The first in a new series, Witchworld is set in a modern world where no one uses wands or broomsticks any more, not when you have modern technology instead. This makes for lots of fun inventions that are not-quite like our world, and still brings in all the traditional witchery with a grandmother and some supposedly-extinct monsters. I think this is a series that will be well enjoyed, and it’s got the fab Chris Riddell cover to draw you in too.
We Were Liars: E Lockhart (Hot Key Books, 2014)
Warning: SPOILERS. This is a much raved about YA book that I got in a 99p Kindle sale and started reading after someone raved about the amazing book and ending. I should never read a book when I know there’s a supposedly twist ending. I’m married to someone who makes films for fun, who understands story in film & TV so well that it’s best to tell him to stay quiet if you watch anything with him, because within 5 minutes he’s usually guessed the entire plot. Some of this rubs off. Perhaps the ‘amazing twist’ would have made this seem a better story. When you’ve seen it a mile off, it’s not particularly compelling. A story needs to be more than just a twist.
Cakes in Space: Philip Reeve and Sarah McIntyre (Oxford University Press, 2014)
A sort-of not-at-all sequel to Reeve’s & McIntyre’s Oliver and the Seawigs, I loved Cakes in Space far more. I love the number of highly illustrated books that are appearing at the moment, whether it’s in response to eBooks (making paper books more appealing with an added extra), or the costs of printing, or something else entirely; whatever it is, long may it continue. Cakes in Space starts with a family going on a long space trip – 199 years long to be exact. No warp speed get-outs here, there is the weight of being settlers on a new planet long after everyone else you knew has died, wrapped up in the fabulous silliness of killer cakes. I’m recommending this to everyone I know – children and adults.
Goth Girl and the Ghost of a Mouse: Chris Riddell (Macmillan Children’s Books, 2013)
I’m not quite sure why I waited so long to read this, and it was MG(7) who insisted I buy it as she fell in love with the book. On the plus side, this meant there was only a few weeks until I could read the second. It’s been a hard one for MG, she didn’t get any of the references so when I was giggling over the descriptions of Ada Goth’s governesses, she had no idea why. I think she will enjoy it more read alone, but she was reading it aloud to me. She’s not finished it, but it is aimed at 9+ so she’ll go back to it. The world of Goth Girl is brilliantly mad, it’s hard to explain but easy to fall in love with.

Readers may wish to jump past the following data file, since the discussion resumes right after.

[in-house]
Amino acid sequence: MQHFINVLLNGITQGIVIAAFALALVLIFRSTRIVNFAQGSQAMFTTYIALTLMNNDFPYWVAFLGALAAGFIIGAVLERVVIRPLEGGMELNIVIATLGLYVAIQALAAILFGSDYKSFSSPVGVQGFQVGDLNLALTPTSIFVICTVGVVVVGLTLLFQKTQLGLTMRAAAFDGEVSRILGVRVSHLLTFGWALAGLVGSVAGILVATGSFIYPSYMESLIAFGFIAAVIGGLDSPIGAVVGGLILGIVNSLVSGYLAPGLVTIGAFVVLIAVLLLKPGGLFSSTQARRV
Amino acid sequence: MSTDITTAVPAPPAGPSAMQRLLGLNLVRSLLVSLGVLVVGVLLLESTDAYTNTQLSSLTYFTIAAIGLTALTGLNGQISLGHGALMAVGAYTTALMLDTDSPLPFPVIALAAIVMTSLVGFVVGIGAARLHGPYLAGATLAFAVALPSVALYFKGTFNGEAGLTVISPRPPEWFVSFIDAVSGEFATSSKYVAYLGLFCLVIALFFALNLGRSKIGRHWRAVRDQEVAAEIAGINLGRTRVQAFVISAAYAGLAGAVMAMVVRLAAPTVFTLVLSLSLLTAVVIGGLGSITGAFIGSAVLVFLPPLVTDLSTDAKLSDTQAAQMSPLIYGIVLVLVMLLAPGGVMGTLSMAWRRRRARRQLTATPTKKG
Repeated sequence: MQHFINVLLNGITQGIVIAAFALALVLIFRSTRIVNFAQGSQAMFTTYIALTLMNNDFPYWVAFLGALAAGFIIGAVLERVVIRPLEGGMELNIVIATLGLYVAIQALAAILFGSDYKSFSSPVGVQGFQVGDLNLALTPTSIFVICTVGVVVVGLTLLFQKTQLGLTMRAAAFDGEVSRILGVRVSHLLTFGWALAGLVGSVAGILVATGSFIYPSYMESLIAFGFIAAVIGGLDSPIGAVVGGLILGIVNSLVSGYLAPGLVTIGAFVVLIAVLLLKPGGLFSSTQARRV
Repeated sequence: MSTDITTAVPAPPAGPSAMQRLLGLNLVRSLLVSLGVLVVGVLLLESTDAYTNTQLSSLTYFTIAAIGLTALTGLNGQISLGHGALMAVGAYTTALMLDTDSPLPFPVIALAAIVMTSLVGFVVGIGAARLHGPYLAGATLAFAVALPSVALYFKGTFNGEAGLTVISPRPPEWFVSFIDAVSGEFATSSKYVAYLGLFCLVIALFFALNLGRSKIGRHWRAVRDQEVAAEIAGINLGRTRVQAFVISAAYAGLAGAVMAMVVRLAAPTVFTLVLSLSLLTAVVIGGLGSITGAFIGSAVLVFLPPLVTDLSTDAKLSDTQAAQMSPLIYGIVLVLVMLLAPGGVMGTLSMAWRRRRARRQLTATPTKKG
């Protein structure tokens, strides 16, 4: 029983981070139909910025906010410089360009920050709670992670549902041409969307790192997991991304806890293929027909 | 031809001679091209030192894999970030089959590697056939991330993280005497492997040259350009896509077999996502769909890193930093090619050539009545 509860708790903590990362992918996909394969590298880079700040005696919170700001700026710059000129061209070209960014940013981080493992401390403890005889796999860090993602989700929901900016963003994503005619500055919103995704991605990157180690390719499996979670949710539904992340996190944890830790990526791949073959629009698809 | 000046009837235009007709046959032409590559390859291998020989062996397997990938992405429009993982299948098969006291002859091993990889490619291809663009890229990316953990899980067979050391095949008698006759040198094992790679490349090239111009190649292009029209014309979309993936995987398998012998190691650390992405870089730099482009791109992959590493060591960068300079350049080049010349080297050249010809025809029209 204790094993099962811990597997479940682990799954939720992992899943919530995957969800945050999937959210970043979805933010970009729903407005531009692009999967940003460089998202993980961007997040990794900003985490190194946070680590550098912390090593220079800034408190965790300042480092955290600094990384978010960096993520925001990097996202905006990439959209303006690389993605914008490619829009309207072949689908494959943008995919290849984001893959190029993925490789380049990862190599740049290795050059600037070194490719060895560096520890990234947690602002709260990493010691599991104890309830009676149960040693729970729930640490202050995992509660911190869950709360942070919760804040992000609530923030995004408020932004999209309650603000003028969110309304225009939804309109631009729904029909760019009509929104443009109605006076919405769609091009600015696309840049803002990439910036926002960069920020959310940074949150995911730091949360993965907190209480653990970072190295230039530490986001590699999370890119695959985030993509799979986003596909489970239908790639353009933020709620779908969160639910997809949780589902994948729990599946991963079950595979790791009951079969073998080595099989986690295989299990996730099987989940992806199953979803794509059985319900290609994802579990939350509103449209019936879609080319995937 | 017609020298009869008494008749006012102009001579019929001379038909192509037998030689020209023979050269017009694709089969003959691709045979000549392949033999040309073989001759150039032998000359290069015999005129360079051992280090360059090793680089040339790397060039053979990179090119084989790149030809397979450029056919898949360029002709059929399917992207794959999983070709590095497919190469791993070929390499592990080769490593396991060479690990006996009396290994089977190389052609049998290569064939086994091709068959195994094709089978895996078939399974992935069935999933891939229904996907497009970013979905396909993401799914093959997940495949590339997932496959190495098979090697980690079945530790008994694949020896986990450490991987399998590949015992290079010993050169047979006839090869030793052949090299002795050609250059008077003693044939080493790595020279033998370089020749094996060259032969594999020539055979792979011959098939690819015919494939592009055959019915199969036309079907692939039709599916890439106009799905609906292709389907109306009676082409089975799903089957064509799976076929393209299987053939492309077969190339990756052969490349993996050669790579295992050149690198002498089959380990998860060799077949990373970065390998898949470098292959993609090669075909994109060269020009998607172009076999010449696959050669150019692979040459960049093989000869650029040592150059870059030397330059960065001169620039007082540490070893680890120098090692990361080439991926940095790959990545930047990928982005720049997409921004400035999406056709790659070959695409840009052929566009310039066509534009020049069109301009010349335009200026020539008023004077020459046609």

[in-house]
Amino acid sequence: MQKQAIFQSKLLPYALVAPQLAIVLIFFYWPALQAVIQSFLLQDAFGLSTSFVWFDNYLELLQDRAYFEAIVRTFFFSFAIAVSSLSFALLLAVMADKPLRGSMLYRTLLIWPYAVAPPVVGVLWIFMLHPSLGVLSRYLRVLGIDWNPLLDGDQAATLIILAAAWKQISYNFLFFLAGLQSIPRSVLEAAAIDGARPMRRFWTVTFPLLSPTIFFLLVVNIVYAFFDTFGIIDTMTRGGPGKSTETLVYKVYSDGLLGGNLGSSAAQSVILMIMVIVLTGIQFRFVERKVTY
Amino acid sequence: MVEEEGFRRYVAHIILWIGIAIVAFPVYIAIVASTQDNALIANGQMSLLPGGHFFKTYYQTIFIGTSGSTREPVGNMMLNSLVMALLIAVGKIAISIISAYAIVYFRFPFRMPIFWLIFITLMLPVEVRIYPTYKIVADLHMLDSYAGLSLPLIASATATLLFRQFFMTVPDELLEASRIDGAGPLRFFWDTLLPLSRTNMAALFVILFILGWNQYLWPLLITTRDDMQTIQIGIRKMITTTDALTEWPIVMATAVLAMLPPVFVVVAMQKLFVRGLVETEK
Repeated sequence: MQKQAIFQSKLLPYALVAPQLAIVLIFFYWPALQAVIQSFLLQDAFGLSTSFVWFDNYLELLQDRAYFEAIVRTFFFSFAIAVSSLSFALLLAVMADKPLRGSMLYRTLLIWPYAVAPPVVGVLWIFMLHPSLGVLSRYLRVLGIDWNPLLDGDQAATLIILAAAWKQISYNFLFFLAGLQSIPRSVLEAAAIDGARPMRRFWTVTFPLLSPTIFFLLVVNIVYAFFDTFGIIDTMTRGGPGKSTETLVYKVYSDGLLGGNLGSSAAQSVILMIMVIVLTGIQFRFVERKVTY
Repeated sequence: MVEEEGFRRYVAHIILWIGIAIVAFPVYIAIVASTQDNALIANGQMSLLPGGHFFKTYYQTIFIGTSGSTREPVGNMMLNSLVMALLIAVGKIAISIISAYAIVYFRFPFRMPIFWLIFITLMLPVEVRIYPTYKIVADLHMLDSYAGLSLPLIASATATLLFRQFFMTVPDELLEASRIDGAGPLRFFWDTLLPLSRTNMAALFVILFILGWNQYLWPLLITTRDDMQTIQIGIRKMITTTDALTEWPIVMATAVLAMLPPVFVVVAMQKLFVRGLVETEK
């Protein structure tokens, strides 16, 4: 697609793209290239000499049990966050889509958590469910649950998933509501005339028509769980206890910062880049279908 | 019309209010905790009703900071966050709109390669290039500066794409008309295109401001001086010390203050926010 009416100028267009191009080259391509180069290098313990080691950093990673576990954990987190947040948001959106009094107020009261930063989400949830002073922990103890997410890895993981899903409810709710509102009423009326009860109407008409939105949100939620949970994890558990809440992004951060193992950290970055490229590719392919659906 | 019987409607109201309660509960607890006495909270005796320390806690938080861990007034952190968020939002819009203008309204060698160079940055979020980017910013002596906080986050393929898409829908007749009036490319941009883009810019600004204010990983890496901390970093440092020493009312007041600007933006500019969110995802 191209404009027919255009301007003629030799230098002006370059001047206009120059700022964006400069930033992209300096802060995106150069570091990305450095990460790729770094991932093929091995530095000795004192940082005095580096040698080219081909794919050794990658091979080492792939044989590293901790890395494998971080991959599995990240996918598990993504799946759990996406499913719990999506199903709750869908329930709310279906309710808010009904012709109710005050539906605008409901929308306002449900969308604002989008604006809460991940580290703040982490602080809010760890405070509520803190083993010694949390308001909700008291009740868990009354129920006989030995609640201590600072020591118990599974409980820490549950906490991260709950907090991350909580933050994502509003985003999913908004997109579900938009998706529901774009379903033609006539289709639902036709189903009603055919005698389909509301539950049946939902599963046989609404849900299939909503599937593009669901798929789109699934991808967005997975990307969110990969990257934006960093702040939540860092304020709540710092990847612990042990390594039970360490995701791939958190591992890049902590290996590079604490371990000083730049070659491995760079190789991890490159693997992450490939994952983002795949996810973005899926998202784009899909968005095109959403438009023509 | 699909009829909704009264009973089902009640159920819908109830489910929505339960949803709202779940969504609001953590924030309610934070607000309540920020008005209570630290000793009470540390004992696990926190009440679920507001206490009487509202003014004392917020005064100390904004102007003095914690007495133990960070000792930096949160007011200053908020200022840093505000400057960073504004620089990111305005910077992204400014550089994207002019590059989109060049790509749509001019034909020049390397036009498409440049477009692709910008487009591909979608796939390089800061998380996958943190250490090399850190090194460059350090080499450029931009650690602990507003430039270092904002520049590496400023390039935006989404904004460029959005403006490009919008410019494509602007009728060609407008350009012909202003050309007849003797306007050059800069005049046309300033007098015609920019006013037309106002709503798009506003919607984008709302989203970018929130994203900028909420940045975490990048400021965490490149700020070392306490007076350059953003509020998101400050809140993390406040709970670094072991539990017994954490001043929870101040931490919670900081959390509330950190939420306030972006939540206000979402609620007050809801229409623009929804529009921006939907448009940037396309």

Children of the Folded Valley: Simon Dillon (Gajmo Publishing, 2014)
This was a Kindle freebie, and also written by someone I know. The concept is quite original: a religious cult hidden from the world in another dimension, a pocket of land on the edge of Dartmoor. It’s an intriguing dystopia, a seemingly idyllic world with secrets and lies behind the scenes. It reminds me of M Night Shyamalan’s The Village in some ways, except everyone knows that the Valley is hidden.
After I Left You: Alison Mercer (Black Swan, 2014)
After I Left You is set in Oxford, so I can picture much of it in my head. Anna is at Oxford University in the early 1990’s, almost exactly when I was at university (not at Oxford, although I visited friends there) so the world and the characters felt familiar. I thoroughly enjoy Mercer’s writing, and with After I Left You skipping between past and present with secrets and betrayal, its a compelling read. I found myself deeply caring for the characters, and as such I did not like the ending because it wasn’t what I wanted! But that’s why I gave it five stars, because it made me care enough.
Where We Belong: Catherine Ryan Hyde (Black Swan, 2014)
The blurb for Where We Belong interested me and I was fortunate to get approved on NetGalley to review. When I started it the descriptions of Sophie, the little sister with autism, seemed so negative that I thought I was going to hate the book. But my initial thoughts were completely wrong, Sophie is described how she is, but she is loved completely and utterly for that. The story isn’t really about Sophie and Rigby (the dog) but about Angie, her mother, and the neighbour Paul, with Sophie and Rigby being a catalyst for an unlikely friendship. I couldn’t visualise Paul at the age he was supposed to be. He’s in his late 60’s, but I pictured him 20-30 years younger, plus some of the conversations between Angie and Paul seem very unlikely. Despite that, this is a heart-warming story that I enjoyed, and I would read more by the same author.